"Product Liability in a Global Context: The Hollow Victory of the European Model"

Michigan Law Authors
Publish Date
European Review of Private Law
Publication Type
Journal Article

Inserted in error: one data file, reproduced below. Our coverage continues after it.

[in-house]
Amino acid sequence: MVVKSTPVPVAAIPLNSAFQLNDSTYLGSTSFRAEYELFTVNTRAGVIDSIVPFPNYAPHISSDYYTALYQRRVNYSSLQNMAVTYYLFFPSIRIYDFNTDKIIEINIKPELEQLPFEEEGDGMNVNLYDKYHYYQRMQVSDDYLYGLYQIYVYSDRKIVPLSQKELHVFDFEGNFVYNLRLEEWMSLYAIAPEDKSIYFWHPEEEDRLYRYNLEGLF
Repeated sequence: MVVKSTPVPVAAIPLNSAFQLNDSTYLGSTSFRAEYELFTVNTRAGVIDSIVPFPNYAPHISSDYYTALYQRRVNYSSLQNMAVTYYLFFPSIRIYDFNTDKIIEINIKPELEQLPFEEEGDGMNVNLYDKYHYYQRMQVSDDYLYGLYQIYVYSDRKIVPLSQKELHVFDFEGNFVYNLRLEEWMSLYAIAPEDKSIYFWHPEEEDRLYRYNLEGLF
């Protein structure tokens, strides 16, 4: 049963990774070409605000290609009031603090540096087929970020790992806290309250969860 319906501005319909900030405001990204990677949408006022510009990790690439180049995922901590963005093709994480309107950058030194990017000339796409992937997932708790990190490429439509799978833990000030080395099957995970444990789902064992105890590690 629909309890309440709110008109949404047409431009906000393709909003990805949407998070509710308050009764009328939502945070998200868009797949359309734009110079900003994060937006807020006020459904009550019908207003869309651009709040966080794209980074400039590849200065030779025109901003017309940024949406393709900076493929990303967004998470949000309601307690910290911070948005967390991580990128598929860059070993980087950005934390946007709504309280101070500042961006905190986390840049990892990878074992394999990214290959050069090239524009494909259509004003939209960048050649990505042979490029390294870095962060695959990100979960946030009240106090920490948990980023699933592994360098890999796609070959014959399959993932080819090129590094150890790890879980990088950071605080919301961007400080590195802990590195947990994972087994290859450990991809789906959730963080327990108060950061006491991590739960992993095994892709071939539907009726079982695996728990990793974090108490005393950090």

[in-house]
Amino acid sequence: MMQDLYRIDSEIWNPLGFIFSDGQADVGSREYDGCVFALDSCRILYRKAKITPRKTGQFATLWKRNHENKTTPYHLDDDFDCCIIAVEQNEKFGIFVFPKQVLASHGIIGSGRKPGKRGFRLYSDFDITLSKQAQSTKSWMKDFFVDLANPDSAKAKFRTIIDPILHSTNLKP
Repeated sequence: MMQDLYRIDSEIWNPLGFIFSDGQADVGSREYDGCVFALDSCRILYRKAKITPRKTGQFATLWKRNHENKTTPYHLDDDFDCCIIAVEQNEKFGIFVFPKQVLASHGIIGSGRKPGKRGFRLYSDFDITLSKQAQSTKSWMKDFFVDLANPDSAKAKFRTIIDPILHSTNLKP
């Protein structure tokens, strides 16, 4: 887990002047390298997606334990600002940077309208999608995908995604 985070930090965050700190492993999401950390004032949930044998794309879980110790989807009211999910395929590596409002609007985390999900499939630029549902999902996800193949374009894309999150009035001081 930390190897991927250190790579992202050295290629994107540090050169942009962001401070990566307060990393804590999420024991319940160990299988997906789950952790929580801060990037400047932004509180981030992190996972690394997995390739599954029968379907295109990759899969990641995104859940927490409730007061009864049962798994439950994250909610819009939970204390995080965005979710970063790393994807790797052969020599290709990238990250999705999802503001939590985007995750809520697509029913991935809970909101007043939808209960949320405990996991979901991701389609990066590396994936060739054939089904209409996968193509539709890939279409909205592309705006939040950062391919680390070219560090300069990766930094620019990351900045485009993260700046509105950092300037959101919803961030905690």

In the last few decades, product liability has established itself as a subject in its own right in many parts of the world. This is well-known for the United States and Western Europe but it is also true in Central and Eastern Europe, on the Pacific Rim (including Australia), parts of Latin America, and elsewhere. Surprisingly, the numerous countries which have recently adopted special product liability rules have sought guidance not from American law but from the European model, especially from the EC Directive of 1985. This Directive has become something like an internationally leading blueprint so that globally speaking, the American approach has become almost an outsider. Yet, while the European model has had great worldwide influence on the law on the books, it has had very little impact on the law in action. In most countries, the European influence has neither significantly affected the nature nor the frequency of suits for damages caused by defective goods. This discrepancy between the Directive's influence in theory and its impotence in practice illustrates how deceptive and ineffective mere blackletter law harmonization can be.

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